Summary: God has called us to be faithful stewards which includes using our spiritual gifts to serve the church.
What do you want to hear at the end of your life?
George Bernard Shaw, the 1925 Nobel laureate in literature, shortly before he died was asked by a reporter "Mr. Shaw," "if you could live your life over and be anybody you know, or any person from history, who would you be?" "I would choose," replied Shaw "to be the man George Bernard Shaw could have been, but never was."
I like that response. It was a good response. But as much as I like Bernard Shaw’s response, when I come to the end of my life, I don’t want to say what he said. At the end of my life, I want to be able to say, “By the grace of God, I have fulfilled God’s will for my life, I have become the man God desired me to be.” In essence, I want to be able to say what Jesus said a few days before His death. In John 17:4 (quickview)  Jesus says, “I have glorified You on the earth. I have finished the work which You have given Me to do.” Is that what you want to say at the end of your life?
And at the end of my life do you know what I want to hear from God? What do you want to hear at the end of your life? I want to hear God say, “Well done, good and faithful servant.” How many of you would like to hear those words? Raise your hands. It’s either that or “you wicked and lazy servant.”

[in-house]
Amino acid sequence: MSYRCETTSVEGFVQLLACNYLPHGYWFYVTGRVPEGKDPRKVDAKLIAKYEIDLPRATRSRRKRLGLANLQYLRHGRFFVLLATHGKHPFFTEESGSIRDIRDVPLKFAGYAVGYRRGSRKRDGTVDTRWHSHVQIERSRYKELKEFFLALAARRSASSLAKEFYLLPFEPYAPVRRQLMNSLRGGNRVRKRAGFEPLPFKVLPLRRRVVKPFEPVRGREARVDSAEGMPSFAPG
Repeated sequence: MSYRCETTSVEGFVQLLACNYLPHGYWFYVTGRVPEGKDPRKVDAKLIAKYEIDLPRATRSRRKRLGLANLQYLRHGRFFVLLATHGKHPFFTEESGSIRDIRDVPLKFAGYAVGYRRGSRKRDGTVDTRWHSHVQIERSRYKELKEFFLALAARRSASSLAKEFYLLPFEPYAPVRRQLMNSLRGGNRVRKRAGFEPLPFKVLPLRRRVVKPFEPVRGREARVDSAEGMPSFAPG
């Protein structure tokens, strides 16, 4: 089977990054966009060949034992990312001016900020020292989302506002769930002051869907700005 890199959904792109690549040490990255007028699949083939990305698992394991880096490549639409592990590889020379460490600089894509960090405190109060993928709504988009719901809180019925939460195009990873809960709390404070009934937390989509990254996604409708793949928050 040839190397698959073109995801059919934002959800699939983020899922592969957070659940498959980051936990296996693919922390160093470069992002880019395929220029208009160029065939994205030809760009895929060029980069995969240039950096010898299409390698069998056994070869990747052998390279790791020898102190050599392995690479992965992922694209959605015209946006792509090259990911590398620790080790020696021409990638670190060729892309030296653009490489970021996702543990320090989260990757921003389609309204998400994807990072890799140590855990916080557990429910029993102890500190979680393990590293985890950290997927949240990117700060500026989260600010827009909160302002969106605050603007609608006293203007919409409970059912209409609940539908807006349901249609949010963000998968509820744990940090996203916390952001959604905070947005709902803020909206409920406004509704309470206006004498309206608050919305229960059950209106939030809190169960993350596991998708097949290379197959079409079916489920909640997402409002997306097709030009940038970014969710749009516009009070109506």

At the rate your living, and spending, might I add, if Jesus were to come right now, what do you think you’d hear? This is a very important question. If you were to drive home after church, and get into an accident, probation is over for you. It’s hasta la vista baby, for you! And the next moment for you is going to be the resurrection. Which side will you wake up on? Are you going to wake up next to Hitler and Mussolini, or on the other side with Martin Luther and John Calvin? Oh, I like those names.
I want to journey with you through the parable of the talents this morning. Most of you are probably very familiar with this parable. Before going into the actual passage, let me give you a quick summary of this parable for those who may not be familiar with this parable before we journey through it verse by verse.
Jesus said that a master was getting ready to take a long journey. So he called in his servants and distributed his wealth among them. Then he left. And then he came back. And when he came back he called for an accounting, and those who had invested wisely, he rewarded. And the one who did not invest is condemned. That’s the parable in a nutshell.
(14) For the kingdom of heaven is like a man traveling to a far country, who called his own servants and delivered his goods to them.
Who does the man traveling to a far country represent? God. Who do the servants represent? The servants represent you and me.
I like the way the NIV puts it. “Again, it will be like a man going on a journey, who called his servants and entrusted his property to them.”
The goods do not belong to the people—they belong to God. They are His goods and they have only been entrusted to His servants.